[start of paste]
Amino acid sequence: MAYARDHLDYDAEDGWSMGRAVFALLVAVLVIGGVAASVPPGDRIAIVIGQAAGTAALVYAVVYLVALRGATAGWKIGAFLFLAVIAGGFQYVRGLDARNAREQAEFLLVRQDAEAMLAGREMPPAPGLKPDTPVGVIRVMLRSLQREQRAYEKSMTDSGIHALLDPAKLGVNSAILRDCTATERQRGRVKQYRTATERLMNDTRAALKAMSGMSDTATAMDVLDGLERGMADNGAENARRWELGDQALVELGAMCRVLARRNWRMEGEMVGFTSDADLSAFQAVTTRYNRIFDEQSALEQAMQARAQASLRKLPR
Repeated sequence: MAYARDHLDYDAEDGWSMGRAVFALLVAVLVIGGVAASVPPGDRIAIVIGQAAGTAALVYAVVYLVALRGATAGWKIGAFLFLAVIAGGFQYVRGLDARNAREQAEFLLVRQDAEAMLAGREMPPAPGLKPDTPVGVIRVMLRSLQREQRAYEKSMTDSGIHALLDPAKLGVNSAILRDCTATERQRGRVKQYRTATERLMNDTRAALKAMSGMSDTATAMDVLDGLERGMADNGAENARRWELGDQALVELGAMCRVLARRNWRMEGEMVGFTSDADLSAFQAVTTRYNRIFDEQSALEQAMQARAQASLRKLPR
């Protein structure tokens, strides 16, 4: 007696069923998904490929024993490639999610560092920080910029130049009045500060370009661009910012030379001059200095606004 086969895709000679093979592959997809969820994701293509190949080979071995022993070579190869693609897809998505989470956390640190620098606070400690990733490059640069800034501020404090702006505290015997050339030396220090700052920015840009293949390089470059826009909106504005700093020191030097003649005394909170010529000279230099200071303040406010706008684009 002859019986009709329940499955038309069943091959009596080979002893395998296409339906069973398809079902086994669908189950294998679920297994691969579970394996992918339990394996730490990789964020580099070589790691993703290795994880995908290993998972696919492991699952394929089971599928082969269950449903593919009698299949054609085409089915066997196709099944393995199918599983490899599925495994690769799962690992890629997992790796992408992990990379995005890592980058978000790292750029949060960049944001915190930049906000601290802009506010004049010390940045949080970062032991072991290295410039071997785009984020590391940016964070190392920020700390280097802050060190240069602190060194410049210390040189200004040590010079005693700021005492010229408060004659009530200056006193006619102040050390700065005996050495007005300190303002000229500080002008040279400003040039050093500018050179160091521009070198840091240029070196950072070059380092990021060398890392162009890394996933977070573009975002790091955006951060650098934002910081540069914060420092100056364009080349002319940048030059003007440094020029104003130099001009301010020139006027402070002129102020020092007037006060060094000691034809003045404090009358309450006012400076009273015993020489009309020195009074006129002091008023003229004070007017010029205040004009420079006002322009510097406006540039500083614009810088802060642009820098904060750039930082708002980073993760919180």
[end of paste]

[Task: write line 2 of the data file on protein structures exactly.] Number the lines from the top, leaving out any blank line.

Repeated sequence: MAYARDHLDYDAEDGWSMGRAVFALLVAVLVIGGVAASVPPGDRIAIVIGQAAGTAALVYAVVYLVALRGATAGWKIGAFLFLAVIAGGFQYVRGLDARNAREQAEFLLVRQDAEAMLAGREMPPAPGLKPDTPVGVIRVMLRSLQREQRAYEKSMTDSGIHALLDPAKLGVNSAILRDCTATERQRGRVKQYRTATERLMNDTRAALKAMSGMSDTATAMDVLDGLERGMADNGAENARRWELGDQALVELGAMCRVLARRNWRMEGEMVGFTSDADLSAFQAVTTRYNRIFDEQSALEQAMQARAQASLRKLPR